Digital Payment Technology to Influence Consumer Habits: Gartner

 
 
By Nathan Eddy  |  Posted 2013-05-30 Email Print this article Print
 
 
 
 
 
 
 

Digital payment advisors can cut through many of the marketing and pricing issues that plague today's payment market, the report said.

The development of digital payment advisor (DPA) applications residing on customer mobile devices such as smartphones and tablets has the potential to fundamentally change the way consumers approach their choice of payment solution for higher-value purchase transactions, according to a report from IT research firm Gartner.

The use of DPAs will also be one of the key indicators of the shift in power from banks and payment card issuers to their customers, and the report projected that eventually, the impact of DPAs may stretch far beyond the immediate constraints of the payment market.

"By encouraging the use of alternate currencies—loyalty points and social currencies — for purchases of day-to-day products and services, DPAs may start to alter the very subtle psychological balance in place when customers make purchases using cash and payment cards," Alistair Newton, research vice president at Gartner, said in a statement. "Spending hard-earned money can feel very different to consumers, compared with spending loyalty points that may have been allocated freely by retailers or airlines. Such shifts will bring significant changes to the entire retail purchase experience and the associated payment value chain."

In addition, the use of smartphones to analyze and integrate historical transactional data with real-time location and contextual data places the power of informed decision making in the hands of customers. By offering the customer a clear indicator of the most cost-effective—or profitable, when aspects such as potential loyalty rewards or cash-back options are factored in—payment application to use for a particular transaction, digital payment advisors can cut through many of the marketing and pricing issues that plague today's payment market.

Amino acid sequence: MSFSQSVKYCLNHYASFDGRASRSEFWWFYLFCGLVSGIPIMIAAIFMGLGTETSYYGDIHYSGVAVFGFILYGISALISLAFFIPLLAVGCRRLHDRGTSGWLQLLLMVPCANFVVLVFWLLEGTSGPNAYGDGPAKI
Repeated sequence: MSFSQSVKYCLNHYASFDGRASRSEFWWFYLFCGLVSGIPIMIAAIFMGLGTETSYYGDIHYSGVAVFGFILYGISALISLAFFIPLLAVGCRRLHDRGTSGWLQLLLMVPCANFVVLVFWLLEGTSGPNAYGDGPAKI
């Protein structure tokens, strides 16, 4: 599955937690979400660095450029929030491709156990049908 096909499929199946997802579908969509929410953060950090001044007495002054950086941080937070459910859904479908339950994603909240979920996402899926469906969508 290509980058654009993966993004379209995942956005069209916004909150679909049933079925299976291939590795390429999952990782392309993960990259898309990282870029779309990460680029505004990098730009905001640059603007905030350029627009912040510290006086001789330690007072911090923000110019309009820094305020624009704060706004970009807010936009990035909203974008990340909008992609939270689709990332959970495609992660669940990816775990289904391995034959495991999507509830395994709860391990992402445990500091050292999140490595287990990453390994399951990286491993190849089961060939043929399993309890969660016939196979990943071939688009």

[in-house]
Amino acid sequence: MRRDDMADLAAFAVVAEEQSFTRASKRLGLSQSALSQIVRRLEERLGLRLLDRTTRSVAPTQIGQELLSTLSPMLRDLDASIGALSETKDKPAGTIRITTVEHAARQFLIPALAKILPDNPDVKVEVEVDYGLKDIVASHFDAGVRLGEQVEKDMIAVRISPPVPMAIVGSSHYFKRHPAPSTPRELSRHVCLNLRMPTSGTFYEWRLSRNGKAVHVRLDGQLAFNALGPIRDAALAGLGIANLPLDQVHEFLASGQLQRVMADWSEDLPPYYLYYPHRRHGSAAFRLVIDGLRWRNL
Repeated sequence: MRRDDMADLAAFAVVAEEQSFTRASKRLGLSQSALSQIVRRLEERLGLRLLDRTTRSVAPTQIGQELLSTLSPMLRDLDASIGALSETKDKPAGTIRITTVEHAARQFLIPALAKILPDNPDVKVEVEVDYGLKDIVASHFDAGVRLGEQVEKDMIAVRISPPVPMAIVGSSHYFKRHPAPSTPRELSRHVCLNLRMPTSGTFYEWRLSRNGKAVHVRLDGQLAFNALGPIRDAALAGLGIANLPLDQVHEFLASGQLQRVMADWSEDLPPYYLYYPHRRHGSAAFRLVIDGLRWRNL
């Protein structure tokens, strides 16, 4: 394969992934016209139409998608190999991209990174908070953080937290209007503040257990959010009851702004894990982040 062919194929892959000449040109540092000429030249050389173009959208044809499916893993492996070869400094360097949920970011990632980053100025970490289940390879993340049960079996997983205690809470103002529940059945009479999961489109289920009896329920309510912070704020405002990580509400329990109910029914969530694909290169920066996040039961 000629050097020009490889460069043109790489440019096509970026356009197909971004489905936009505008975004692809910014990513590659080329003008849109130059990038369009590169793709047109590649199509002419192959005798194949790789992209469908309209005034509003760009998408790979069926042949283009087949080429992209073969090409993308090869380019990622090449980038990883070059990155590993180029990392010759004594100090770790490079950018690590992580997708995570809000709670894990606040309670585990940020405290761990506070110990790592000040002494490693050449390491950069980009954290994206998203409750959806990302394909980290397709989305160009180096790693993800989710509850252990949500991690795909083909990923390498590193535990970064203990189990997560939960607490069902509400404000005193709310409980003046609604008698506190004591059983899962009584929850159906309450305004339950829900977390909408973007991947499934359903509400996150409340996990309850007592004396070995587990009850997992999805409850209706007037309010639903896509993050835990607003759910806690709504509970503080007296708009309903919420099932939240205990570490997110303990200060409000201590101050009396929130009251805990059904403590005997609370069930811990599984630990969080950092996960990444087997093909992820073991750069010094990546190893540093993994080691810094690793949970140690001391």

"Banks and financial services companies cannot ignore the advent of digital payment advisors," Newton said. "They must adapt their strategies to recognize the impact that the open availability of such information and advice will have on the payment market. Equally, retailers need to monitor the impact of DPAs on the purchase value chain that their customers will engage in."

However, the report did not suggest that customers would start using DPAs for every single payment application. Many of these applications will offer actionable and useful advice as to when their use will benefit the customers, meaning that DPAs will initially be used mainly for higher-value transactions.

Gartner analysts said it's unlikely that most customers will be willing to pay sustainable fees for such a service. As a result, to become economically sustainable, DPA applications will change quickly. Newton cautioned DPA applications would not initially be offered directly by mainstream banks or payment card companies, because by their nature they require brand independence to function effectively and deliver perceived independent advice to customers.

Overall, the use of DPA applications will bring greater transparency to the payment markets and drive change in the way consumers select their payment providers, especially for higher-value transactions, where the cost or benefits to the consumer may vary significantly depending on what payment solution the customer chooses to use, the report noted.

 
 
 
 
 
 
 
 
 
 
 
 
 

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